The “safekeeping” firm would have standardised units of gold (coins, presumably) which it holds under guard. It then issues receipts for particular coins to owners, and those receipts would be bearer instruments — transferrable to other people.

To be useful, the receipts need uniformity. The firm issuing them would have to have a contingent liability to ensure the gold weight of the coins. A person cannot just stroll up with a coin and automatically get a receipt — the firm would effectively have to ensure that the coin is legitimate. Even if the coin is technically owned by someone else (and thus off the balance sheet of the receipt issuer), the acceptance of the contingent liability means that the transaction is economically equivalent to purchasing the coin at the face value of the receipt.

If the underlying “coins” are electronic instead of physical, the need for manual validation of the assets is eliminated (which is of course of interest to crypto fans). However, it raises an interesting question: why exactly does someone need an entity to hold an electronic entry in “safekeeping”? If the client can send the electronic entry (somehow) to the firm, why not just send the electronic entry to others and skip the overhead? We can look at the real world and see such relationships popping up due to the inability to transact in the underlying financial market, but it is clear that this “safekeeper” is acting as an intermediary between two sets of circulating financial claims. For example, customers could send Canadian dollars via the banking system to RomanchukBank to buy BrianCoins, and then RomanchukBank would hold the BrianCoins on behalf of the customers, who then trade them amongst themselves on the RomanchukBank electronic platform.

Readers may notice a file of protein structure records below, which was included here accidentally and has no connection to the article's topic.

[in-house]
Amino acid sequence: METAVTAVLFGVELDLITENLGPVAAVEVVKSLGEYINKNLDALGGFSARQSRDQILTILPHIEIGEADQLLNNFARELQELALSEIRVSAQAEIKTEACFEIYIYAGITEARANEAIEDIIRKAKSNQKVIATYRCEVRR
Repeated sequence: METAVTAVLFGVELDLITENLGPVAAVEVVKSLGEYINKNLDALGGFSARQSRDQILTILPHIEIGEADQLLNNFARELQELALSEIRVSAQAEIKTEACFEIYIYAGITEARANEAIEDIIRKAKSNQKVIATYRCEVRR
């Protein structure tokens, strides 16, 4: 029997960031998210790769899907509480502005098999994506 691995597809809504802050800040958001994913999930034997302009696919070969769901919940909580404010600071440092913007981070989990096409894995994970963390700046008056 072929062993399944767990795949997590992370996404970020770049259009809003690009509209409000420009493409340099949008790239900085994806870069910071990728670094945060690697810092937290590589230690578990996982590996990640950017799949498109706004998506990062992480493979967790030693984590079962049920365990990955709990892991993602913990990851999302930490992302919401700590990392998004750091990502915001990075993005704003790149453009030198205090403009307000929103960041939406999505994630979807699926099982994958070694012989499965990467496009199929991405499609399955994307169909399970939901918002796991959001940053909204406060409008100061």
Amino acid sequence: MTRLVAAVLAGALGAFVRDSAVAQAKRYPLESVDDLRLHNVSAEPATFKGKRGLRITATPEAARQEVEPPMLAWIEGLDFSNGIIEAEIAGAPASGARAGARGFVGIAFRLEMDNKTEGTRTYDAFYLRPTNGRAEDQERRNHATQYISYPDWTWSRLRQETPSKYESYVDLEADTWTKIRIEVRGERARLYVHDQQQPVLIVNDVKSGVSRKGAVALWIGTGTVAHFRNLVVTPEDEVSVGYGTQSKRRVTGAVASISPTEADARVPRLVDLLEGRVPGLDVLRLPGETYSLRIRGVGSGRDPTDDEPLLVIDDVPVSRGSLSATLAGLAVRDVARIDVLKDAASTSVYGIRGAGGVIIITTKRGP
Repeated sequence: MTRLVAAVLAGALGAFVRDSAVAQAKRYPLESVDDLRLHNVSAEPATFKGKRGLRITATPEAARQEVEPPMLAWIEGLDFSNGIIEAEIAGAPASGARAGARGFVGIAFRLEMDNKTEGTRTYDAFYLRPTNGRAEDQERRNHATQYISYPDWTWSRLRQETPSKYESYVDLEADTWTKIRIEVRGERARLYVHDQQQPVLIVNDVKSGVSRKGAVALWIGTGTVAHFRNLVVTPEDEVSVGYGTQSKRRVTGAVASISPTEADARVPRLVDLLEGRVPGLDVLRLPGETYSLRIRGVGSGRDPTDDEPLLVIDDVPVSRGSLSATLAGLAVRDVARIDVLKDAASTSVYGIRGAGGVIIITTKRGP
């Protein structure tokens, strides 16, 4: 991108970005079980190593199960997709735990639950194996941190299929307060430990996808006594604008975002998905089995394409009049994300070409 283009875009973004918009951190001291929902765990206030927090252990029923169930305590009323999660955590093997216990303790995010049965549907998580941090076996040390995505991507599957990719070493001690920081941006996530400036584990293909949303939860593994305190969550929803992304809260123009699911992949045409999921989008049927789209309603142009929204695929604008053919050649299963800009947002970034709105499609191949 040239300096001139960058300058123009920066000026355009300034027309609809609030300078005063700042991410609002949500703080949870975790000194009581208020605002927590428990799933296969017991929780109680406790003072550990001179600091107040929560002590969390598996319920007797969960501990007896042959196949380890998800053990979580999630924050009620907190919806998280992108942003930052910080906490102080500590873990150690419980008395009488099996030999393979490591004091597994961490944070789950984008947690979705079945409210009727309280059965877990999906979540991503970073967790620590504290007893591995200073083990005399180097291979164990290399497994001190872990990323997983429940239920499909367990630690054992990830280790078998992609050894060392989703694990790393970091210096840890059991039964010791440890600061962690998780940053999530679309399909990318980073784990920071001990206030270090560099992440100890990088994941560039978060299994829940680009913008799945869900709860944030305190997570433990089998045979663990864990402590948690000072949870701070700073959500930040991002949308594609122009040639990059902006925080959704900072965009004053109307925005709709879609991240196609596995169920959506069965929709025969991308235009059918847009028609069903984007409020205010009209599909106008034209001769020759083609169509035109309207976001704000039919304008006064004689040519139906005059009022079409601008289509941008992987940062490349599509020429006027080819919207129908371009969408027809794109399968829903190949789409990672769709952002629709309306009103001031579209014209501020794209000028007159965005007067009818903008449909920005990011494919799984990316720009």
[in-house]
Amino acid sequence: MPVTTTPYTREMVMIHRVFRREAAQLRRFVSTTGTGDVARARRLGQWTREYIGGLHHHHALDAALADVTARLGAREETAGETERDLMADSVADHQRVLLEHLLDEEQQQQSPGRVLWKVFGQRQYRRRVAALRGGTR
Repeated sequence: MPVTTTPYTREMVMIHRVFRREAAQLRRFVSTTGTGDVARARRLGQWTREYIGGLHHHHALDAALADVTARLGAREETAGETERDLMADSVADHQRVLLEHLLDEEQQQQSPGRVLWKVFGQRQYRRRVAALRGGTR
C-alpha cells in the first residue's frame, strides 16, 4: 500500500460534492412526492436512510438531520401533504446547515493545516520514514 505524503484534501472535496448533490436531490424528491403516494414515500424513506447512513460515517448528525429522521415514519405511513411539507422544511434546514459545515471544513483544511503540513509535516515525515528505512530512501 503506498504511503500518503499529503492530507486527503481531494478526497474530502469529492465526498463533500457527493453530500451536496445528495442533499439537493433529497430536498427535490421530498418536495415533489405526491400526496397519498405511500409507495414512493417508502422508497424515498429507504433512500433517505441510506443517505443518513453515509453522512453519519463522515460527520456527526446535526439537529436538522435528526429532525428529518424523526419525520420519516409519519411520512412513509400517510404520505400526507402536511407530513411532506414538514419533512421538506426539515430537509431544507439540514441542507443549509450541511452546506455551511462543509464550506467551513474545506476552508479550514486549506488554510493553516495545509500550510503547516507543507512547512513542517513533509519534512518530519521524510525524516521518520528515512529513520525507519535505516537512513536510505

We then need to ask why we do not see such businesses popping up, since there is allegedly a demand for it. The answer is: how does the firm make money? Since the safekeeping “bank” is always accepting/redeeming receipts at par value, it makes no money off transactions. And even if it did charge a fee on acceptance/redemption, the receipt could hypothetically circulate forever. This generates no revenue for the “bank,” which has continuous recurring expenses associated with offering its services.

It obviously needs to charge a storage fee. However, if the receipt was a bearer paper instrument, the “bank” has no idea who to charge. In this case, the only sensible way to ensure a steady income stream to match expenses is to have the receipts expire, and either impose penalty fees or seize the asset if not paid in time. The implicit need for an expiry date (or similar mechanism) would mean that such bearer instruments would be far more annoying to deal with than most paper monies. (Paper money with expirations are one of the Big Ideas loved by certain types of economists, but they do not have much traction in the real world.)